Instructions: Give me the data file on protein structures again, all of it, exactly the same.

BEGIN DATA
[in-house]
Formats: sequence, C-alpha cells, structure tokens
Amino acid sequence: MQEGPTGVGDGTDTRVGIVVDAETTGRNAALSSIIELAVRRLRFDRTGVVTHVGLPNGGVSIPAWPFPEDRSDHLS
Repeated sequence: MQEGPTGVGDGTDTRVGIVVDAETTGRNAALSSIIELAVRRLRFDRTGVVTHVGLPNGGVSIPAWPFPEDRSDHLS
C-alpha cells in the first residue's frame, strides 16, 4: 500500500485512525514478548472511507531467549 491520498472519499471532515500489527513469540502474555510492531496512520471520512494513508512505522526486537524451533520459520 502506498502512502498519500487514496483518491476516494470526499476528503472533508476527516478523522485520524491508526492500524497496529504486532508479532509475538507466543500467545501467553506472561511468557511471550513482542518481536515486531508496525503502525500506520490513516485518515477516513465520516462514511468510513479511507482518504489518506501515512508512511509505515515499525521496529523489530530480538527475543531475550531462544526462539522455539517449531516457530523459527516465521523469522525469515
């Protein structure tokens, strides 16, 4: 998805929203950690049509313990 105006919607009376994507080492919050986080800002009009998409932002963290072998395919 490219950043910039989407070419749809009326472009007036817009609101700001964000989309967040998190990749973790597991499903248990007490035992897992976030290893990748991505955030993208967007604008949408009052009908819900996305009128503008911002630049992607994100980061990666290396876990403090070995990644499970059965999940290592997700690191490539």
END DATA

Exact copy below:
[in-house]
Formats: sequence, C-alpha cells, structure tokens
Amino acid sequence: MQEGPTGVGDGTDTRVGIVVDAETTGRNAALSSIIELAVRRLRFDRTGVVTHVGLPNGGVSIPAWPFPEDRSDHLS
Repeated sequence: MQEGPTGVGDGTDTRVGIVVDAETTGRNAALSSIIELAVRRLRFDRTGVVTHVGLPNGGVSIPAWPFPEDRSDHLS
C-alpha cells in the first residue's frame, strides 16, 4: 500500500485512525514478548472511507531467549 491520498472519499471532515500489527513469540502474555510492531496512520471520512494513508512505522526486537524451533520459520 502506498502512502498519500487514496483518491476516494470526499476528503472533508476527516478523522485520524491508526492500524497496529504486532508479532509475538507466543500467545501467553506472561511468557511471550513482542518481536515486531508496525503502525500506520490513516485518515477516513465520516462514511468510513479511507482518504489518506501515512508512511509505515515499525521496529523489530530480538527475543531475550531462544526462539522455539517449531516457530523459527516465521523469522525469515
């Protein structure tokens, strides 16, 4: 998805929203950690049509313990 105006919607009376994507080492919050986080800002009009998409932002963290072998395919 490219950043910039989407070419749809009326472009007036817009609101700001964000989309967040998190990749973790597991499903248990007490035992897992976030290893990748991505955030993208967007604008949408009052009908819900996305009128503008911002630049992607994100980061990666290396876990403090070995990644499970059965999940290592997700690191490539």